Object Title

Flintlock muzzle-loading musket - Pattern 1759 Militia New Musket, pattern sample

Flintlock muzzle-loading musket - Pattern 1759 Militia New Musket, pattern sample

Date

1762

Object Number

XII.85

Provenance

Old Tower Collection

Physical Description

The lockplate is slightly rounded with a pointed rear. Rounded pan with bridle, and rounded finial to steel spring. Rounded swan-neck cock with narrow comb which is curved on rear edge in profile only. Stamped across the tail FARMER 1762, and ahead of cock, crowned G.R and small crowned Broad Arrow. Border lines either stamped or heavily engraved.
Stocked to 4.5 in of the muzzle, the barrel retained by three pins and the upper sling loop screw. Bayonet stud acts as foresight. Brass stock tip. Four brass rod pipes, the upper one a trumpet 4 inches long. These heavier pipes and the trumpet-mouth came in with the conversion from wooden to iron ramrods. The trigger guard is standard Land Pattern. The side plate is Land Pattern in profile, but flat and flush with the wood. There is no escutcheon on the small. The buttplate is similar to the Land Pattern, but has a shorter tang which is secured by a screw. The stock carving is unchanged. The above changes constitute the salient features of this pattern of musket, along with the shorter barrel length. Sideplate flat stamped IR, and later storekeeper's stamps.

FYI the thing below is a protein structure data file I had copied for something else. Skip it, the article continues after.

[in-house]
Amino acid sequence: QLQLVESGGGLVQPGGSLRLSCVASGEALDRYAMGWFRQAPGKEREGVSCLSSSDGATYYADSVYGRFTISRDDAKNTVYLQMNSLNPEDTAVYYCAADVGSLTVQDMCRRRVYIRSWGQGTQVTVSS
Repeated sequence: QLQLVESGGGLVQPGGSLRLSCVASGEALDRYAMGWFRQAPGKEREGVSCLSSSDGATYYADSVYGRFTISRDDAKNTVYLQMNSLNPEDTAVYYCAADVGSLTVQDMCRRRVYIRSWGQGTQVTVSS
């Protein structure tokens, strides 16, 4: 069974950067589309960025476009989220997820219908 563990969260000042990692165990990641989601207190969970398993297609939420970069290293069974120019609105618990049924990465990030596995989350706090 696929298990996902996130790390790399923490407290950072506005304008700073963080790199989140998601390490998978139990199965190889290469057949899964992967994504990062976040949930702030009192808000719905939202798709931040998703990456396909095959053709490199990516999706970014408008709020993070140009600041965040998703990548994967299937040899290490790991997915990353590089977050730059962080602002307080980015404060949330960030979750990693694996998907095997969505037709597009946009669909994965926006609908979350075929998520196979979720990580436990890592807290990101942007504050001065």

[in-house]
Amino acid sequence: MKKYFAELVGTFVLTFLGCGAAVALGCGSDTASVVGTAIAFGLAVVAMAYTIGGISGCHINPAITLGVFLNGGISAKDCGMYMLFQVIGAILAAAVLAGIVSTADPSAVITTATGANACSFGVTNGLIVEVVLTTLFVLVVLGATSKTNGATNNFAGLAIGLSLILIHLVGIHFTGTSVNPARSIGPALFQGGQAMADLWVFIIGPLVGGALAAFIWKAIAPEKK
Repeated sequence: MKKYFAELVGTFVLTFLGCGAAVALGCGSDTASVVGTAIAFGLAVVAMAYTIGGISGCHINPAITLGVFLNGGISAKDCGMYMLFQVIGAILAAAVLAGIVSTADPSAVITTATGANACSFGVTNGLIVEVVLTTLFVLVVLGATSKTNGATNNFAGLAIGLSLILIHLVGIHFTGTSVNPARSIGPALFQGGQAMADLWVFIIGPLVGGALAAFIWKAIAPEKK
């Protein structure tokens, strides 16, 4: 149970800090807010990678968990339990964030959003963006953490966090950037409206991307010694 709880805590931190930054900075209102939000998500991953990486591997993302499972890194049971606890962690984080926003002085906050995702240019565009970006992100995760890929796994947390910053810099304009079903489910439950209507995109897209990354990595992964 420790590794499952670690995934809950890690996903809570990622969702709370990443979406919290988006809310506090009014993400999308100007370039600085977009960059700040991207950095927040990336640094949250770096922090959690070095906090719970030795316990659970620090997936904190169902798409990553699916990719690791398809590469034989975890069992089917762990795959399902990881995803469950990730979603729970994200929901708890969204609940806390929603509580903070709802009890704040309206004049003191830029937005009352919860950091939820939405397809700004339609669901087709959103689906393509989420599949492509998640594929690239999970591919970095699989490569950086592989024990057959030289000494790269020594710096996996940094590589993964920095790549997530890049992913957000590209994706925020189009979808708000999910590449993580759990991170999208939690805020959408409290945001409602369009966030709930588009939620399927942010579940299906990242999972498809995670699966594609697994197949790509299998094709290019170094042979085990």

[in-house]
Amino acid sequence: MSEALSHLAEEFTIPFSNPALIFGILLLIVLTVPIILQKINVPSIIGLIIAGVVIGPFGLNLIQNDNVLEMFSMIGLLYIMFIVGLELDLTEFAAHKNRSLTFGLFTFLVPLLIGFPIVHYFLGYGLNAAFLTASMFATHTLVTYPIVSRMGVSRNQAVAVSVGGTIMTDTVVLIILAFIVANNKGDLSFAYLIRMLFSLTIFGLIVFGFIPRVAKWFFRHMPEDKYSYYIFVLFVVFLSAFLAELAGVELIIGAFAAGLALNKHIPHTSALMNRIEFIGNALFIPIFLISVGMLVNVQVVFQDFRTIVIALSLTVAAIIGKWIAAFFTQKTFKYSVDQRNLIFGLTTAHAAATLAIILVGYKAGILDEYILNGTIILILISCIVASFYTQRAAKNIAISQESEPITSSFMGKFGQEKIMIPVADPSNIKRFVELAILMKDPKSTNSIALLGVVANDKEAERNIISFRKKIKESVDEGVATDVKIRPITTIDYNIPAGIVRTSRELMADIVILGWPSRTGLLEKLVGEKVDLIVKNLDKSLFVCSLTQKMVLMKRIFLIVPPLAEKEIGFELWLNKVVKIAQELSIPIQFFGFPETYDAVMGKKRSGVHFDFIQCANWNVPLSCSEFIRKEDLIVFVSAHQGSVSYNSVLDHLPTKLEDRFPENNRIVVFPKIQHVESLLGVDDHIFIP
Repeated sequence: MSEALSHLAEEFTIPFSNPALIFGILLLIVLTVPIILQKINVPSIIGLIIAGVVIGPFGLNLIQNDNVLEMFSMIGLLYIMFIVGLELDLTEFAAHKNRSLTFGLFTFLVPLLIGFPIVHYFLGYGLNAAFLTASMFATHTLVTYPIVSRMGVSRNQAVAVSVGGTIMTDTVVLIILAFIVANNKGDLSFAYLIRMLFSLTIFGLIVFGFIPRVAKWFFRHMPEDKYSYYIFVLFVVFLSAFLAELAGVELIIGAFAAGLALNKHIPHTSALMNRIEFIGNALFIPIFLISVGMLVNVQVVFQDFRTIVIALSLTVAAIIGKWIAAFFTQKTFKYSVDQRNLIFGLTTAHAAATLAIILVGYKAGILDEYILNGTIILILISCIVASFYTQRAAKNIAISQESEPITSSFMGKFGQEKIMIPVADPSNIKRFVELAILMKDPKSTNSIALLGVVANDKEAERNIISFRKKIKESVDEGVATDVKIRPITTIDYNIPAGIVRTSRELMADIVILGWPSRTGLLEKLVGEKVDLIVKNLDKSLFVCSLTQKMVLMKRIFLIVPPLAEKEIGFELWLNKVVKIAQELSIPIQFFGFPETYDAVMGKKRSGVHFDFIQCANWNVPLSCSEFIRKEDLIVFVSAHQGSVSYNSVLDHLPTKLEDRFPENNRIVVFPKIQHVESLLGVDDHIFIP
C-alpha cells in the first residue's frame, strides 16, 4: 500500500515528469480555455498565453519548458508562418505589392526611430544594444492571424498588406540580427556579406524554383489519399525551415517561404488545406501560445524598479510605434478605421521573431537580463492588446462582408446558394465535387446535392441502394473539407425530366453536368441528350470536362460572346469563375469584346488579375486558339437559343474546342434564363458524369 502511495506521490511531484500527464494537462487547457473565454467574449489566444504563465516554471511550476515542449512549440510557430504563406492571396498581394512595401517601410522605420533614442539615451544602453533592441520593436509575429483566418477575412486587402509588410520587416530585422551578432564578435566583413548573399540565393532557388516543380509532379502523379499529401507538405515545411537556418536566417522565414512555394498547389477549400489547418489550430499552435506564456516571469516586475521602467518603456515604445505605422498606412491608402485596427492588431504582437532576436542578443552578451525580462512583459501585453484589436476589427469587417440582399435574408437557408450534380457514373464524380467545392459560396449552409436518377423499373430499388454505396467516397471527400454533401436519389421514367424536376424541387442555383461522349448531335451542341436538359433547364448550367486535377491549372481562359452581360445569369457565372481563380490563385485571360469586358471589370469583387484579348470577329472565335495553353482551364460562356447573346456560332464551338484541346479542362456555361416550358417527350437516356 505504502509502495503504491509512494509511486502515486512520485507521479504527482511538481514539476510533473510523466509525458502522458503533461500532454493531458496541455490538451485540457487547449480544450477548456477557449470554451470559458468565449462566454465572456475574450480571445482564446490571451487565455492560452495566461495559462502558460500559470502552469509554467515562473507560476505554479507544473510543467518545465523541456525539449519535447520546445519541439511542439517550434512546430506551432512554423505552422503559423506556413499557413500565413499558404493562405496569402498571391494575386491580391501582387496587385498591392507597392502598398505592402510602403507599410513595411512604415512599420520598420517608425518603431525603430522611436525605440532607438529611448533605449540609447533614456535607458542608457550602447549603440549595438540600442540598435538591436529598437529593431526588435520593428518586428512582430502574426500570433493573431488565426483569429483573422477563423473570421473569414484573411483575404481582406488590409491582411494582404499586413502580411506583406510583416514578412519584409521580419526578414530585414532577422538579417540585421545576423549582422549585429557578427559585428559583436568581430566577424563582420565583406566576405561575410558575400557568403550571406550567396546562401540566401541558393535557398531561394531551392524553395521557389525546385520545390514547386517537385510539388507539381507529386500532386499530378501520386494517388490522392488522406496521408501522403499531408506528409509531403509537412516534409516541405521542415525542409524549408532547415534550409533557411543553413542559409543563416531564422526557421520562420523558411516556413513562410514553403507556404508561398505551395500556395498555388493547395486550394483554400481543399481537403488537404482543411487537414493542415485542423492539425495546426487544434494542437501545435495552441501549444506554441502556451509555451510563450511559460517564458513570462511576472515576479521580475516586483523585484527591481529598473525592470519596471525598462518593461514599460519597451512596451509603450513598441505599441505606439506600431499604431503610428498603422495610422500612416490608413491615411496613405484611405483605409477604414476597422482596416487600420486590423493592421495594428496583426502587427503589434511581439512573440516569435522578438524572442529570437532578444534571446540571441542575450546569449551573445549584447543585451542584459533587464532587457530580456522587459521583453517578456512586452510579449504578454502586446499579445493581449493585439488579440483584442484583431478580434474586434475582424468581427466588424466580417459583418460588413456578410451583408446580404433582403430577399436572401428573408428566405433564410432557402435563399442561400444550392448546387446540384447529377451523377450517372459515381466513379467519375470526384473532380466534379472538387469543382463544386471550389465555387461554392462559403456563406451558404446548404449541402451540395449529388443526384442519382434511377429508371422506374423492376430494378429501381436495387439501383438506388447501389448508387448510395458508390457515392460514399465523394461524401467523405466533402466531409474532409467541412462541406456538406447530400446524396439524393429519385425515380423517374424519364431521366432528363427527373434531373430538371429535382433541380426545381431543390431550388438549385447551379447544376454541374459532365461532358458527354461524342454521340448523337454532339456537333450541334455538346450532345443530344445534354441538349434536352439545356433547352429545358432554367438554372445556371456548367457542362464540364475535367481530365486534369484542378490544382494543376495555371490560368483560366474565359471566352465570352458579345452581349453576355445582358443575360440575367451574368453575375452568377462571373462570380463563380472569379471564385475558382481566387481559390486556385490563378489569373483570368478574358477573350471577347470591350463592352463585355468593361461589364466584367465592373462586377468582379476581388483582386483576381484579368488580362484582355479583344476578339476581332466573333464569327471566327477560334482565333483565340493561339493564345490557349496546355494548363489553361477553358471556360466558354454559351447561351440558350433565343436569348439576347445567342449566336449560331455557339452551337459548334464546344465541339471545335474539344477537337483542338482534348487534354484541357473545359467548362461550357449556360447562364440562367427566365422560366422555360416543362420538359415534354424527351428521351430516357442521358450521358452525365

The full round barrel has standard baluster turning and is stamped with Government proofmarks. The top is engraved MILITIA NEW PATTERN

Dimensions

BarrelLength42inches
BarrelLength1067mm
OverallLength58inches
OverallLength1473mm

Firearms/Artillery

Serial Number none

Calibre

.78 in

Associations

Notes

This cheaper quality musket was introduced as the result of the raising of the Militia under the terms of the Militia Act 1757. At the time this arm was put into the hands of the militia, the Line Infantry were using Long Land Patten muskets. The arm which came later to the infantry, the Short Land Musket, was only in the hands of the dragoons as their standard arm. Therefore, although these three patterns were in use concurrently they were not, at least on paper being issued to the same branches of the service. The Marine & Militia Musket is a separate pattern of arm authorised for a particular purpose, and should not be classified as a variation of the Short Land Pattern, which did not come until general issue with the Line Infantry until after 1775.